10/13/2010 2:40PM

Espoir City gives Japan its best Breeders' Cup shot

Japan Racing Association
Espoir City wins the Japan Cup Dirt last December. He has been pointing to the Breeders' Cup Classic all year.

There has been little Japanese participation in the Breeders’ Cup over the years, just four starters in all, the last two being Casino Drive, 12th and last in the 2008 Classic at Santa Anita won by Raven's Pass, and Personal Rush, who finished sixth of 13 as a 25-1 shot in the Classic won by Ghostzapper in 2004 at Lone Star Park. But Japan will be well represented this year with a horse who is unquestionably that country’s best runner sent here thus far for the Breeders’ Cup, Espoir City.

Despite a loss in his final prep Monday, he remains on course to challenge the likes of Horse of the Year candidates Zenyatta, Blame, Quality Road, and Lookin At Lucky in the BC Classic on Nov. 6 at Churchill Downs.

Espoir City, 5, scored the biggest win of his career last December in the Japan Cup Dirt. He has won 11 of 20 lifetime, but is clearly superior on dirt, over which he is 10 for 13. Espoir City has been pointed to the Classic all year. His connections made a scouting trip to Churchill Downs earlier this year, and Espoir City was purposely given the summer off from racing in order to be at his peak in the fall.

On Monday, in the Nambu Hai Mile Championship – his first start in five months – Espoir City finished second of 12, beaten three lengths by Oro Meister, who completed the mile in 1:34.80. But the comments by those closest to Espoir City indicate Monday’s race was strictly a prep, from which he is expected to move forward at the Classic’s 1 1/4-mile distance.

“We have been training him looking ahead to the next big race,” said his trainer, Akio Adachi, a former jockey, in comments provided by Nobu Furuta, the administrative manager of Japan Racing Association’s New York-area office, which is in Stamford, Conn.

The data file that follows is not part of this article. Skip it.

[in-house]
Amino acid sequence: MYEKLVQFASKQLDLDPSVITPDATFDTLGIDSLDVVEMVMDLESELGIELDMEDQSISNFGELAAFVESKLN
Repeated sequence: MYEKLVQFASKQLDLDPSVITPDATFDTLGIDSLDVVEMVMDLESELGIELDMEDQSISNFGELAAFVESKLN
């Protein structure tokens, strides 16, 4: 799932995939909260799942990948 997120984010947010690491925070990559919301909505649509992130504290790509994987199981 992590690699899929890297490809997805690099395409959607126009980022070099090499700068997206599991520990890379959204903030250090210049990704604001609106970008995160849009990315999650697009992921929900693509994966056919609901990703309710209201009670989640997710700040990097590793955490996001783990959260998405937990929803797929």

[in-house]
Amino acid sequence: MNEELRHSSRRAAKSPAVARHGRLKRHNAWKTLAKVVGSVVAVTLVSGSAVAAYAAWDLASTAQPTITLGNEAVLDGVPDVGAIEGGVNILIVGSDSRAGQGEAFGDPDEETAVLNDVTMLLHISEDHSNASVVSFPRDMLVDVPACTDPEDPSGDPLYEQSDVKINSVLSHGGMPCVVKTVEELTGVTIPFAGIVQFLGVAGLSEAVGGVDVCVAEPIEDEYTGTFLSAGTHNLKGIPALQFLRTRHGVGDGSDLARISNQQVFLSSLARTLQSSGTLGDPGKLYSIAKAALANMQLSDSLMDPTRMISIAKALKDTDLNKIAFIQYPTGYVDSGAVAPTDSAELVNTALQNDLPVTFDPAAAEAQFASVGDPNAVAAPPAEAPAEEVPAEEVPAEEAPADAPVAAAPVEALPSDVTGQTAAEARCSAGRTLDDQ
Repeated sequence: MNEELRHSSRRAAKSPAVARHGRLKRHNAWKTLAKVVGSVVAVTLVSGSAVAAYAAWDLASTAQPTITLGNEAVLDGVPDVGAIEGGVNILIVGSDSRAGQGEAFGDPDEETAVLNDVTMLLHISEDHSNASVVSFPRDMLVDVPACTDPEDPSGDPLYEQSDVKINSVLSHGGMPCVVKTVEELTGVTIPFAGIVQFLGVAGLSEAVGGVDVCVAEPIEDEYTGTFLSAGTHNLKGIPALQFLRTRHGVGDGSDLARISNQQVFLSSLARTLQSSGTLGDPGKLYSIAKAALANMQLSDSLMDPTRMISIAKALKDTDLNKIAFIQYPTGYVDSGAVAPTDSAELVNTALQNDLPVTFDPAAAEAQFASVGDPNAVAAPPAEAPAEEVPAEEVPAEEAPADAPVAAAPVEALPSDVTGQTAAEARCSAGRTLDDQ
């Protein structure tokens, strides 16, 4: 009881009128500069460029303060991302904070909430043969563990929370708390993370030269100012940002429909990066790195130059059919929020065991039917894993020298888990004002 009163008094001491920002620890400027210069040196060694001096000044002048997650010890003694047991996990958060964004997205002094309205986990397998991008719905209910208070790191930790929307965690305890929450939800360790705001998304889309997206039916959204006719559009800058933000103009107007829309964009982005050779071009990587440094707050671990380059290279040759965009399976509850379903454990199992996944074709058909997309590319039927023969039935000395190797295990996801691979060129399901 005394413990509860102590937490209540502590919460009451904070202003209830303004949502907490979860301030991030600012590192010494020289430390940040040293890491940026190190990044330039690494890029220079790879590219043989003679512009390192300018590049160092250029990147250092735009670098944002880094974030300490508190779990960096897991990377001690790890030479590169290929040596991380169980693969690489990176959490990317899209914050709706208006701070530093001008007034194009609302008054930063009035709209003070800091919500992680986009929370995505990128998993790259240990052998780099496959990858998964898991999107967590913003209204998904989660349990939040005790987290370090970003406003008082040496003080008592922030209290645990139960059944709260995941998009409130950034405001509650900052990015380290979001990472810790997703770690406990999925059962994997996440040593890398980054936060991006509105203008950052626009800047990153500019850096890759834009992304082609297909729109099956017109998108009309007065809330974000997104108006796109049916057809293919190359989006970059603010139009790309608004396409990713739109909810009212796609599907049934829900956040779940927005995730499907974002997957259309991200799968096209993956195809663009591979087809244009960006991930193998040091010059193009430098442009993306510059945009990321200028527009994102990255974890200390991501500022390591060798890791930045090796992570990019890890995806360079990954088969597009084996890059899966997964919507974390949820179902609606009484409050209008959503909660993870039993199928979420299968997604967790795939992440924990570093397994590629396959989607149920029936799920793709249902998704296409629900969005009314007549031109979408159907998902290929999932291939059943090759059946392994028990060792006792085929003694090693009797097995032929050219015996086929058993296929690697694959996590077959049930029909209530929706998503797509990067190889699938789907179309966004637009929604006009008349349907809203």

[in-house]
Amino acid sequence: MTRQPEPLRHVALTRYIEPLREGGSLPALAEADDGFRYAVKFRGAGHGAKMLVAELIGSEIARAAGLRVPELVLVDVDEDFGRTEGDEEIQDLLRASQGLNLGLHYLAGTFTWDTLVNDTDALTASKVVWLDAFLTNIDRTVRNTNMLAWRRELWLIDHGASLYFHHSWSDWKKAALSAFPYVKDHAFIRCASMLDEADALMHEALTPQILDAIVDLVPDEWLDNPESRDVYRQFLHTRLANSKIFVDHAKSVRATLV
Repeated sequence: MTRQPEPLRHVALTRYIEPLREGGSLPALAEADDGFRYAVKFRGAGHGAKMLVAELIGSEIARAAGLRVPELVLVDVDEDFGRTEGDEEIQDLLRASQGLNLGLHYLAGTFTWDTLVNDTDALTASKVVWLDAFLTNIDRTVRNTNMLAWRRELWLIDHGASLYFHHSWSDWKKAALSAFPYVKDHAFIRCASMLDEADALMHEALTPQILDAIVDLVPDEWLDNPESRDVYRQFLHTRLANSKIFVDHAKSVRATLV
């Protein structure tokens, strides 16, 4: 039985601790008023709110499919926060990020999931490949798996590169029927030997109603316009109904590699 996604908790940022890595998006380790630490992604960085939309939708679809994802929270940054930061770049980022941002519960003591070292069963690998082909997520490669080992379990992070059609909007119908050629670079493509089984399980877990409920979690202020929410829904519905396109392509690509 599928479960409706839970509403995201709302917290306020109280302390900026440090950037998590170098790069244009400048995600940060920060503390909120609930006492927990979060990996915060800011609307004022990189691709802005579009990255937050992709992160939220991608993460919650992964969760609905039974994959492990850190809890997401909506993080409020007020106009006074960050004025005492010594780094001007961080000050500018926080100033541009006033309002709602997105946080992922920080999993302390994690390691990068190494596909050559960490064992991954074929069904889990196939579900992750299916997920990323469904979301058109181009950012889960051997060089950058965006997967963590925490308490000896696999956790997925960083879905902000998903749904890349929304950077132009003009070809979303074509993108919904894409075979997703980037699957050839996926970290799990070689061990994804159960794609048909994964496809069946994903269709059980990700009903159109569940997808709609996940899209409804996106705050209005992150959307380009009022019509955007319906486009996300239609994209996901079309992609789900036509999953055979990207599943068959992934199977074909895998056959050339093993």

Tetsuzo Sato, his jockey, said he purposely did not to go the lead, even though Espoir City normally heads to the front, because he will be going farther in the Classic.

“We were boxed in this race,” Sato said. “But considering the distance of our next race, I thought it was not a good idea to lead. In addition to that, I would like to let him run with small and quick stride, instead of big stride, because he is going to run with spiked shoes in USA.”

Espoir City is based with Adachi at the Ritto training center, which is near Kyoto. But after the race on Monday, Espoir City was sent to Japan’s other large training facility, Miho, which is nearer to Tokyo and where he began his Japanese-required quarantine Tuesday.

Espoir City is scheduled to fly from Tokyo to Chicago next Monday, then will immediately take a second flight to Louisville and arrive at Churchill Downs next Tuesday morning, according to Mikki Tsuge, a Pasadena, Calif.-based horsewoman who will be the liaison for Espoir City’s connections upon his arrival.

“He is doing his usual training routine while in quarantine at Miho,” Tsuge said earlier this week. “He will be traveling with another horse, but it’s just a companion, another horse tagging along for company, but that horse won’t be racing.”

Espoir City will be in quarantine at Churchill Downs for 48 hours while his blood is analyzed by the U.S. Department of Agriculture, standard procedure for all imported racehorses. According to Tsuge, “the plan is to work him once before the race” at Churchill Downs.

Espoir City is by the sire Gold Allure, a son of Sunday Silence, who won the 1989 BC Classic and became a world-class stallion in Japan.

There is great expense involved in this endeavor, well above the transportation. Espoir City is not nominated to the Breeders’ Cup, so he would need to be supplemented to the Classic for 9 percent of the race’s $5 million purse, which comes to $450,000.

But, according to Jim Gluckson, a Breeders’ Cup publicist, Espoir City could get in cheaper if he is made eligible to the Breeders’ Cup by pre-entry day Oct. 25 for $100,000, the fee for a horse of racing age. In addition to that fee, there is another $150,000 in entry fees – which all starters are required to pay – bringing his discounted total to $250,000.